The Ryder Cup stokes more fervor, provokes more passion and incites more vitriol than any other event in golf.

    More bulletin board material, too.

    Yeah, it’s a long way off, but you can already hear the Ryder Cup’s King Kong like footsteps in its distant approach. Watching how the American and European teams come together will be an ongoing drama through spring and summer.

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    Quail Hollow officials promise players easier conditions

    By Rex HoggardJanuary 22, 2018, 9:14 pm

    Quail Hollow Club - a staple on the PGA Tour since 2003 - debuted as a longer, tougher version of itself at last year’s PGA Championship, receiving mixed reviews from players.

    The course played to a lengthened 7,600 yards at last year’s PGA and a 73.46 stroke average, the toughest course in relation to par on Tour in 2017. As a result, it left some players less than excited to return to the Charlotte, N.C.-area layout later this spring for the Wells Fargo Championship.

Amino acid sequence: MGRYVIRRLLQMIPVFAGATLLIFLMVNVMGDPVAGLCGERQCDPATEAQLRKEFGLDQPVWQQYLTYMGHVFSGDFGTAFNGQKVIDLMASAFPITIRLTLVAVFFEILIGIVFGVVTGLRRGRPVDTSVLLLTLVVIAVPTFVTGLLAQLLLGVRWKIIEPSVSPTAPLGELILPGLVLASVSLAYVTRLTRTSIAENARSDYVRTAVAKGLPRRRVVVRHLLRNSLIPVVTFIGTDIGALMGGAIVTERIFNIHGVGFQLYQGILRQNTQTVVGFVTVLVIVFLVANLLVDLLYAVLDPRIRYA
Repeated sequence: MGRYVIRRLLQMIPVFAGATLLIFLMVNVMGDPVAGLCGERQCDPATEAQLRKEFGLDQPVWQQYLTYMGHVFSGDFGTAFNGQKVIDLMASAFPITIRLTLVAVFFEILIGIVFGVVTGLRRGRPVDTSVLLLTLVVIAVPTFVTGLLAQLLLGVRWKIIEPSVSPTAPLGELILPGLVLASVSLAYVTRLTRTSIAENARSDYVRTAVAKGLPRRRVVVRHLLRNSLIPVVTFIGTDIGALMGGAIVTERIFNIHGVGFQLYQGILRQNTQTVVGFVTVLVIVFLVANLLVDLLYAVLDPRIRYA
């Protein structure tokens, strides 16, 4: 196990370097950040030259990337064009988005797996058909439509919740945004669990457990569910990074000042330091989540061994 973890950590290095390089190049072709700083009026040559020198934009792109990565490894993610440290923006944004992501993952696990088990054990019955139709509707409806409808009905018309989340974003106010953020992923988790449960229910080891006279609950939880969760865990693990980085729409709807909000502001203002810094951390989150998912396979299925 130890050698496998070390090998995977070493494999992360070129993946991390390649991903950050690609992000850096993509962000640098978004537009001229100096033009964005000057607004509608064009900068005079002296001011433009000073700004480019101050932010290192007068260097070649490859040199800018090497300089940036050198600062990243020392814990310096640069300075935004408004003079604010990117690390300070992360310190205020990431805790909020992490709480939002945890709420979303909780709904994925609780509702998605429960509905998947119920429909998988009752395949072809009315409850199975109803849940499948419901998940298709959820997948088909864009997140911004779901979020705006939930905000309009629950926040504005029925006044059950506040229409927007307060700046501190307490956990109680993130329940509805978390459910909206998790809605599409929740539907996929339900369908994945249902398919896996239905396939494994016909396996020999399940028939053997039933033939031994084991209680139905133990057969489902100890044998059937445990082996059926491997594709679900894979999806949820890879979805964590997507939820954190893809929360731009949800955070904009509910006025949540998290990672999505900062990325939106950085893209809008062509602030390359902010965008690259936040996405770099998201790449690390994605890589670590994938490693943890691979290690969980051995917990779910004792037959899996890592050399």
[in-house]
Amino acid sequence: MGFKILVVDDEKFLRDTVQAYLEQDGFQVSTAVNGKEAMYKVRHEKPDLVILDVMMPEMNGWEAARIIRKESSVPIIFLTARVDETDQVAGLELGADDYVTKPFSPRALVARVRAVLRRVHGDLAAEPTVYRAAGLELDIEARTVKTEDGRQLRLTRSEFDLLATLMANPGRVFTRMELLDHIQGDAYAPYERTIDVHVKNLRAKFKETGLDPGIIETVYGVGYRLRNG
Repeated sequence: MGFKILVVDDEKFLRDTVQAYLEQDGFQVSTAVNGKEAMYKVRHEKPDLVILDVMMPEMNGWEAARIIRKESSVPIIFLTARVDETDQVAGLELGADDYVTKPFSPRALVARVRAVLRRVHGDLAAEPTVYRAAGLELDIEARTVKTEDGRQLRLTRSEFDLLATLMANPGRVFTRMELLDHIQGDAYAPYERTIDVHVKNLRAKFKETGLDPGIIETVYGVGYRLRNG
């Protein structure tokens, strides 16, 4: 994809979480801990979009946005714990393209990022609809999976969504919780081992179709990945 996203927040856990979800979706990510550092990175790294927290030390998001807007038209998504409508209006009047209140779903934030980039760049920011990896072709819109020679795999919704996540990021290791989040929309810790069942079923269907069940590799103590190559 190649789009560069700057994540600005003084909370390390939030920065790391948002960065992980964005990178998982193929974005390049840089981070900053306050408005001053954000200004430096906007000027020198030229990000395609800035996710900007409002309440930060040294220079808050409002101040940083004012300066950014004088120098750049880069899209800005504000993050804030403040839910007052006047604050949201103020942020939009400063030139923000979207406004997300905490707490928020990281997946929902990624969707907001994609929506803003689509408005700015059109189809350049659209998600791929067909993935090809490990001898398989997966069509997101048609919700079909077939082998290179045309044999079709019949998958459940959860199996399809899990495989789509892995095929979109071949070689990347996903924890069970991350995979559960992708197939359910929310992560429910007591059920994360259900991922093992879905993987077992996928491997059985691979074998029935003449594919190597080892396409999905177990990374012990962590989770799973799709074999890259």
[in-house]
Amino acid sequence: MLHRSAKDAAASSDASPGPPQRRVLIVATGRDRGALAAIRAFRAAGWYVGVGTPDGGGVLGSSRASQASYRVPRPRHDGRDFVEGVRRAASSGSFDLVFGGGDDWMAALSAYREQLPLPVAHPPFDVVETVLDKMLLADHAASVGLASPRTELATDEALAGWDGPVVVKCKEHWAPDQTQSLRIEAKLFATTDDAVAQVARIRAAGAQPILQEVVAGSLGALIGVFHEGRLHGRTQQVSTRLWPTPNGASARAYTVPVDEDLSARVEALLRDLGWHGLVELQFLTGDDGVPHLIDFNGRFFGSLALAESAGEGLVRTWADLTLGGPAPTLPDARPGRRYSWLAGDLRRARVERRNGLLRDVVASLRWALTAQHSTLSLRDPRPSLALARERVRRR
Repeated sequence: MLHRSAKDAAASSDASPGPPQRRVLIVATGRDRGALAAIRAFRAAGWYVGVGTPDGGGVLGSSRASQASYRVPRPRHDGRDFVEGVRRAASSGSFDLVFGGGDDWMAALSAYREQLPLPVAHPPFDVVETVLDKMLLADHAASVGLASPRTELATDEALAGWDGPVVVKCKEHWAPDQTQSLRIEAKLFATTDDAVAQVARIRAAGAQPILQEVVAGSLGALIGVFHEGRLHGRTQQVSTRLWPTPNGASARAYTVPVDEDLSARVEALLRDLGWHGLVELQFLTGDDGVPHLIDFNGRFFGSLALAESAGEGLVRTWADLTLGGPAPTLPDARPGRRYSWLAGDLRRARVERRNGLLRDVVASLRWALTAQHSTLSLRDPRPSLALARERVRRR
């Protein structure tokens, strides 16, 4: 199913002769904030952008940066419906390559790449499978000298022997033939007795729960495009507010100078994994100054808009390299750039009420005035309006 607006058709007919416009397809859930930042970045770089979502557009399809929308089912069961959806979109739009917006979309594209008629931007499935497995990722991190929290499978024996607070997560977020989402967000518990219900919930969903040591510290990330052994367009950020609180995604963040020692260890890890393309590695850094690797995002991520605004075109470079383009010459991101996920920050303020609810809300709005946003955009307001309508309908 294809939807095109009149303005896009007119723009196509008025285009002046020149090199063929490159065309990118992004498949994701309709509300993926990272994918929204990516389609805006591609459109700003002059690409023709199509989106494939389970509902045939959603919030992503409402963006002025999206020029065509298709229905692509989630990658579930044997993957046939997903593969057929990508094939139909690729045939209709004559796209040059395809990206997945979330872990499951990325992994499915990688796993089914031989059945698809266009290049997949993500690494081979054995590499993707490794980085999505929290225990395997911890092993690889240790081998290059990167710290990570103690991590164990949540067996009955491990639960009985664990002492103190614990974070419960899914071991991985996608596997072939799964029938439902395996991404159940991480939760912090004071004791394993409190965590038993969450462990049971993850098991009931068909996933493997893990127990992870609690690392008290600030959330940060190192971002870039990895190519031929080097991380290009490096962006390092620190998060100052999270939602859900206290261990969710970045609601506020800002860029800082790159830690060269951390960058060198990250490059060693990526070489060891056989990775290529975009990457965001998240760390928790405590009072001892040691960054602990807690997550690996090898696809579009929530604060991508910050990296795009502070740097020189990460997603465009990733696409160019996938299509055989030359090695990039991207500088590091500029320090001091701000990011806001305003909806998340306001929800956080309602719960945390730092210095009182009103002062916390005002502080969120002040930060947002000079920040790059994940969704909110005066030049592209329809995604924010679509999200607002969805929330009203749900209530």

It’s that lack of enthusiasm that led officials at Quail Hollow to send a video to players saying, essentially, that the course players have lauded for years will be back in May.

    The video, which includes Quail Hollow president Johnny Harris and runs nearly five minutes, begins with an explanation of how the first hole, which played as a 524-yard par 4 at the PGA, will play much shorter at the Wells Fargo Championship.

    “I had a number of my friends who were playing in the tournament tell me that tee was better suited as a lemonade stand,” Harris joked of the new tee box on the fourth hole. “I doubt we’ll ever see that tee used again in competition.”

    Harris also explained that the greens, which became too fast for some, will be “softer” for this year’s Wells Fargo Championship.